Friday, January 22, 2016
Prosecutors Appeal Order on NECC Emails
By Walter F. Roche Jr.
Federal prosecutors are appealing a highly critical decision ordering them to complete a review of some 630,000 emails recovered from the defunct drug compounding firm blamed for a nationwide fungal meningitis outbreak.
The appeal, scheduled for a hearing next week, comes in the criminal case of the former owners and employees of the New England Compounding Center, the Framingham, Mass. firm which shipped thousands of fungus laden vials of an injectable steroid to health providers in more than 20 states.
In the six-page ruling now being appealed, Magistrate Judge Jennifer Boal strongly criticized federal prosecutors for failing to complete the review as ordered.
Citing the government's claim that it didn't have time to review the emails, Boal wrote, "this flies in the face of the government's characterization of the importance of this case as well as the number of agencies involved."
She noted that although the documents had been obtained under search warrants in 2012, government lawyers did not disclose until early November of last year that it had not completed the review and did not intend to do so.
Prosecutors had been ordered to review the emails to determine whether they contained any privileged information such as communications with attorneys. Some of those emails were then supposed to be turned over to lawyers for the defendants.
Boal in her decision flatly rejected claims by prosecutors that she lacked the authority to order the reviews be completed by a Dec. 10, 2015 deadline.
And, she added, that had the government wanted additional time it should have asked for it.
Instead, she wrote, "On December 3, 2015, approximately four months before the commencement of trial, the government announced that it was abandoning its longstanding discovery protocol in this case and foregoing review of the approximately 630,000 emails in its possession that were identified."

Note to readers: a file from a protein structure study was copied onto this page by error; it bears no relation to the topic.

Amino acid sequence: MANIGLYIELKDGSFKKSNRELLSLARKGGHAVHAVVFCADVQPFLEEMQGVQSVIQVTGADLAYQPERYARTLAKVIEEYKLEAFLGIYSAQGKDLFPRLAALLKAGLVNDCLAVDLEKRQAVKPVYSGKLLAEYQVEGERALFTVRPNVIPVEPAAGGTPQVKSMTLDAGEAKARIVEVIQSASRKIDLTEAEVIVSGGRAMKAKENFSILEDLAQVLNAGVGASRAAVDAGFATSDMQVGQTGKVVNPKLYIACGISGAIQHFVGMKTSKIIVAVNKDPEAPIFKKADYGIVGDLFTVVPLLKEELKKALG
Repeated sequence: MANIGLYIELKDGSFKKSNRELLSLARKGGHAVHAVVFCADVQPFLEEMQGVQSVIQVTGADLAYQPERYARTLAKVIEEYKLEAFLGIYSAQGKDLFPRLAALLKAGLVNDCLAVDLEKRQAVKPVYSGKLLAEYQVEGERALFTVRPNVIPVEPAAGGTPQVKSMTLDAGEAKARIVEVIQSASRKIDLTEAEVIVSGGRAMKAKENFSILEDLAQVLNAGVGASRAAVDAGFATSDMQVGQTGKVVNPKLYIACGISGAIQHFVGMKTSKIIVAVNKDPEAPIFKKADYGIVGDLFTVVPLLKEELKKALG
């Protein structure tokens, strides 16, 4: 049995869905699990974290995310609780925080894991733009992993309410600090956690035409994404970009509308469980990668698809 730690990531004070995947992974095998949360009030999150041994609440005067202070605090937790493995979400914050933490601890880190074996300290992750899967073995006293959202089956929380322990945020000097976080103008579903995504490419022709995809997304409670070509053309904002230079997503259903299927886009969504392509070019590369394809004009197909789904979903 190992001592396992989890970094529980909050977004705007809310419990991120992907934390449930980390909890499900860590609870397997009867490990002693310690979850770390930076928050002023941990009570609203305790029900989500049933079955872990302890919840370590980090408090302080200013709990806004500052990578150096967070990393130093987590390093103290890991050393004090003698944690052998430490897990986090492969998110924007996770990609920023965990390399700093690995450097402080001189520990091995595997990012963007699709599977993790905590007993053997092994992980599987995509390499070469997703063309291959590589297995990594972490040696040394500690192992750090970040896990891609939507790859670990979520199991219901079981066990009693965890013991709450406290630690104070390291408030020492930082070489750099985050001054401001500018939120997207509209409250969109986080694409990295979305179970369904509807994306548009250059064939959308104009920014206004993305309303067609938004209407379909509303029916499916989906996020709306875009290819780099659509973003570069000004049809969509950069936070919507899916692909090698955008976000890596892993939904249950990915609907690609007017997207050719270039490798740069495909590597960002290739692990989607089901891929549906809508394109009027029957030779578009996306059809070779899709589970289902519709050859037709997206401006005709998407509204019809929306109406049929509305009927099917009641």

She noted that if there was any ambiguity in her order, it was effectively eliminated in a subsequent order from U.S. District Judge Richard G. Stearns. Stearns will hear arguments on the appeal Wednesday.
Boal also cited the argument of defense lawyers that they were entitled to the emails to find out if they contained any exculpatory evidence that would aid their clients.
As an example Stephen Weymouth, the attorney for defendant Glenn Chin, said that the emails could contain information showing that the defendants were concerned that outside consultants were not properly testing the drugs. Chin and former NECC owner Barry Cadden are facing the second degree murder charges.
In a brief supporting Boal's order, lawyers for the defendants charged that prosecutors' appeal was untimely and "the government indisputably failed to comply with its obligations."
The 25-page defense brief also notes that prosecutors raised no objections to Boal's order in the 14-day period following its issuance.
The dispute comes as the scheduled April 4 trial date is fast approaching in the charges, ranging from second degree murder to mail and wire fraud charges brought against 14 owners and employes of NECC.
State and federal regulators concluded that NECC shipped fungus ridden methylprednisolone acetate to health care providers in 2012. The drugs, which were supposed to be sterile, were injected into the spines and joints of thousands of patients.
The resulting fungal meningitis outbreak sickened 778 patients, killing 76 of them, federal court records show.